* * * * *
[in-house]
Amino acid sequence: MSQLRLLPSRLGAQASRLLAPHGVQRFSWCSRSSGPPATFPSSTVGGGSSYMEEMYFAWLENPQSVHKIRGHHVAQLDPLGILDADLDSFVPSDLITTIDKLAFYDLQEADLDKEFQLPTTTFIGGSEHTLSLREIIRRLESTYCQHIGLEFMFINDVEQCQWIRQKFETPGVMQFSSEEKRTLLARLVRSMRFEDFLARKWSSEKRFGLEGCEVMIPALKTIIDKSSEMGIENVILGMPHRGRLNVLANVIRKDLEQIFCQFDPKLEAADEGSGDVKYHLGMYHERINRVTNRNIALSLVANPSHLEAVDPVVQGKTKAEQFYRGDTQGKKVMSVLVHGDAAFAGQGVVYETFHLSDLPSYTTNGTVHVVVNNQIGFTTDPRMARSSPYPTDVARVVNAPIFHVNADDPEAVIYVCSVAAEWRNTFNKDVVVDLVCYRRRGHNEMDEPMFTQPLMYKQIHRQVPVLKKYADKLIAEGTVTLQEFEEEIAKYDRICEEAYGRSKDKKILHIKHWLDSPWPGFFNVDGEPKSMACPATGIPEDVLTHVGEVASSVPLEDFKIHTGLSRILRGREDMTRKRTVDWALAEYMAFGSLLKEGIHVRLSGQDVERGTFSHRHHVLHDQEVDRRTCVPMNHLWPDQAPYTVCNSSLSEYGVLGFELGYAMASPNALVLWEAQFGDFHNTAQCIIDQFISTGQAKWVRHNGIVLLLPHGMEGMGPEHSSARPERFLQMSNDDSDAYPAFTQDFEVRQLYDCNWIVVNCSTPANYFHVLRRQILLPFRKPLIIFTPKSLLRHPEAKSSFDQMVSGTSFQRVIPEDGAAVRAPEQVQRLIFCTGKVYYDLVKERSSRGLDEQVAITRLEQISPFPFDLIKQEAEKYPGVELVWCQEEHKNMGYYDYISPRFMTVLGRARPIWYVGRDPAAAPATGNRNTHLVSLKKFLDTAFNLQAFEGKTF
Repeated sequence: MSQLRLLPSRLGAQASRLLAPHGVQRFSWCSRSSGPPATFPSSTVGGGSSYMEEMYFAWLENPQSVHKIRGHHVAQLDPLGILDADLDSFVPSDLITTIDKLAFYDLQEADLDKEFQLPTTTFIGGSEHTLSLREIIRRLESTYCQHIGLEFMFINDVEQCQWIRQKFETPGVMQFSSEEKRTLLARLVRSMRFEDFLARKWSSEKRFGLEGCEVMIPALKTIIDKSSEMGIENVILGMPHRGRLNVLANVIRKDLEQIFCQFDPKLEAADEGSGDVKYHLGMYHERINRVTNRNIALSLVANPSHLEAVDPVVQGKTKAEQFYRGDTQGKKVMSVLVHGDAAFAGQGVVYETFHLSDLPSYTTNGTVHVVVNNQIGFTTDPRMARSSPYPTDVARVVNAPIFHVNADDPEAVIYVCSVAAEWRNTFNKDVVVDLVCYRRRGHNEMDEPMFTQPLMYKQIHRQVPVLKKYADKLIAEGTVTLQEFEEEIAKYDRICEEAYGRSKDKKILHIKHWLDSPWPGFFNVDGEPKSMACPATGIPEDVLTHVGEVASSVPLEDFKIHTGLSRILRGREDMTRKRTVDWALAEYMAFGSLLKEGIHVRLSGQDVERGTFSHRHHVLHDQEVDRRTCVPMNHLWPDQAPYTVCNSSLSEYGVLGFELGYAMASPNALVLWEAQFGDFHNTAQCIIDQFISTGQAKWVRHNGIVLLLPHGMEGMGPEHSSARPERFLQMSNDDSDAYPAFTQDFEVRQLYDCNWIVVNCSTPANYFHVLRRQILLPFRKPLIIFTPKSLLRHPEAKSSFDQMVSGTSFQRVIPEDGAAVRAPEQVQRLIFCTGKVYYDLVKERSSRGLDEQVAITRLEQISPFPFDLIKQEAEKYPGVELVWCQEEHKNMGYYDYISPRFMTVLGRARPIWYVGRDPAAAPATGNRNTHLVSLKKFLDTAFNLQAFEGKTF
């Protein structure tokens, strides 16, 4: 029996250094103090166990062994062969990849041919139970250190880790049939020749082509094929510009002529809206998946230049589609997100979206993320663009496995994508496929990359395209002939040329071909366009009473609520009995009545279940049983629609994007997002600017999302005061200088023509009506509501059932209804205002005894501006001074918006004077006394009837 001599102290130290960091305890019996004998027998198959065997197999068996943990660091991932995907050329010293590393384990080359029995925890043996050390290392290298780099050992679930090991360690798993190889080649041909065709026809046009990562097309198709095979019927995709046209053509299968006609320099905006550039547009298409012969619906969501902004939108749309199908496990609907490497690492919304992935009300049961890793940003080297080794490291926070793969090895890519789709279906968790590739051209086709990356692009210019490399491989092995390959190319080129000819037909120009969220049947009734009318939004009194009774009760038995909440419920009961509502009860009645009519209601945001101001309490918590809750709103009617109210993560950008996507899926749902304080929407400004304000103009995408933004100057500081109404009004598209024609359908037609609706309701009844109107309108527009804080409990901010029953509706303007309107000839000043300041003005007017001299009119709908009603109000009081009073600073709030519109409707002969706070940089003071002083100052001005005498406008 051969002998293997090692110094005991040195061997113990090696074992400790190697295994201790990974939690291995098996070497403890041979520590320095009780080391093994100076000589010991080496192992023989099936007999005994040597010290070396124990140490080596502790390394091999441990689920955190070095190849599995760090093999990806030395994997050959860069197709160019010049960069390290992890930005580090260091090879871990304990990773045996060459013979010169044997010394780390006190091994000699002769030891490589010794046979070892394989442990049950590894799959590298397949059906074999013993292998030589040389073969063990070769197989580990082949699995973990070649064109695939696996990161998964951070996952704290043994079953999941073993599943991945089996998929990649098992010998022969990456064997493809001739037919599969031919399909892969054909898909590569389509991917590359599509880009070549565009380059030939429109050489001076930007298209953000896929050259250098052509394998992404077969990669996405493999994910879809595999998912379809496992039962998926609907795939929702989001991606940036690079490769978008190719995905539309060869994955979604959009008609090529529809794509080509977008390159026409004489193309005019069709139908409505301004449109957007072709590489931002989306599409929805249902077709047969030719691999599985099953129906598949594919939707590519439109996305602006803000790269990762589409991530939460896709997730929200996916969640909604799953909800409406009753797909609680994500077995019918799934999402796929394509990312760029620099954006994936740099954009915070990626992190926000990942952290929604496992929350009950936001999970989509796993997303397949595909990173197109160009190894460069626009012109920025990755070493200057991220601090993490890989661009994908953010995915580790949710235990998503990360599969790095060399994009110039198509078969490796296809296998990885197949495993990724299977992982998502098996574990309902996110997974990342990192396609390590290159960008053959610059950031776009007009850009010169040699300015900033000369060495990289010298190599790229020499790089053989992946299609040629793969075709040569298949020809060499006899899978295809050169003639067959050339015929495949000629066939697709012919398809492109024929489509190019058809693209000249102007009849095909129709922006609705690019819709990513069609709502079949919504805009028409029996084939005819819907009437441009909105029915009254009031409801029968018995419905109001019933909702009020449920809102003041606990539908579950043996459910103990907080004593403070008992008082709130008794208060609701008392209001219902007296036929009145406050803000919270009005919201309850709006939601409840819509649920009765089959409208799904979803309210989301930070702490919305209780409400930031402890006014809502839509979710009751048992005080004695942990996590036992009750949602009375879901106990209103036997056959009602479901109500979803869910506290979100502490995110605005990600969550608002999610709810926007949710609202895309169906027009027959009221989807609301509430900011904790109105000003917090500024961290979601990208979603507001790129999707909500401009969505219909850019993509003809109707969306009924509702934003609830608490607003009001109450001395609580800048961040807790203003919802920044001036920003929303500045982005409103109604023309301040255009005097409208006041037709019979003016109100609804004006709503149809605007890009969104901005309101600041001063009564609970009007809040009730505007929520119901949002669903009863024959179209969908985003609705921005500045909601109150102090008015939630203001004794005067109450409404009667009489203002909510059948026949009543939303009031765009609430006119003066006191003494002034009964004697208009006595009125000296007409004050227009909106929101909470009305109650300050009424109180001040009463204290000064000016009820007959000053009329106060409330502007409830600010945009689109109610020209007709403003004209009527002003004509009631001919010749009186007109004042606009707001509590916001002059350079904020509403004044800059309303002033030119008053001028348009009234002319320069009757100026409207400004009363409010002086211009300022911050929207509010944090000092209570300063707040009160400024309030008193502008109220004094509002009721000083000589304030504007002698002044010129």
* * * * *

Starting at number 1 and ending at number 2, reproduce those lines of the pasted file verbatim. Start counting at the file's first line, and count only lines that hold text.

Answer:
[in-house]
Amino acid sequence: MSQLRLLPSRLGAQASRLLAPHGVQRFSWCSRSSGPPATFPSSTVGGGSSYMEEMYFAWLENPQSVHKIRGHHVAQLDPLGILDADLDSFVPSDLITTIDKLAFYDLQEADLDKEFQLPTTTFIGGSEHTLSLREIIRRLESTYCQHIGLEFMFINDVEQCQWIRQKFETPGVMQFSSEEKRTLLARLVRSMRFEDFLARKWSSEKRFGLEGCEVMIPALKTIIDKSSEMGIENVILGMPHRGRLNVLANVIRKDLEQIFCQFDPKLEAADEGSGDVKYHLGMYHERINRVTNRNIALSLVANPSHLEAVDPVVQGKTKAEQFYRGDTQGKKVMSVLVHGDAAFAGQGVVYETFHLSDLPSYTTNGTVHVVVNNQIGFTTDPRMARSSPYPTDVARVVNAPIFHVNADDPEAVIYVCSVAAEWRNTFNKDVVVDLVCYRRRGHNEMDEPMFTQPLMYKQIHRQVPVLKKYADKLIAEGTVTLQEFEEEIAKYDRICEEAYGRSKDKKILHIKHWLDSPWPGFFNVDGEPKSMACPATGIPEDVLTHVGEVASSVPLEDFKIHTGLSRILRGREDMTRKRTVDWALAEYMAFGSLLKEGIHVRLSGQDVERGTFSHRHHVLHDQEVDRRTCVPMNHLWPDQAPYTVCNSSLSEYGVLGFELGYAMASPNALVLWEAQFGDFHNTAQCIIDQFISTGQAKWVRHNGIVLLLPHGMEGMGPEHSSARPERFLQMSNDDSDAYPAFTQDFEVRQLYDCNWIVVNCSTPANYFHVLRRQILLPFRKPLIIFTPKSLLRHPEAKSSFDQMVSGTSFQRVIPEDGAAVRAPEQVQRLIFCTGKVYYDLVKERSSRGLDEQVAITRLEQISPFPFDLIKQEAEKYPGVELVWCQEEHKNMGYYDYISPRFMTVLGRARPIWYVGRDPAAAPATGNRNTHLVSLKKFLDTAFNLQAFEGKTF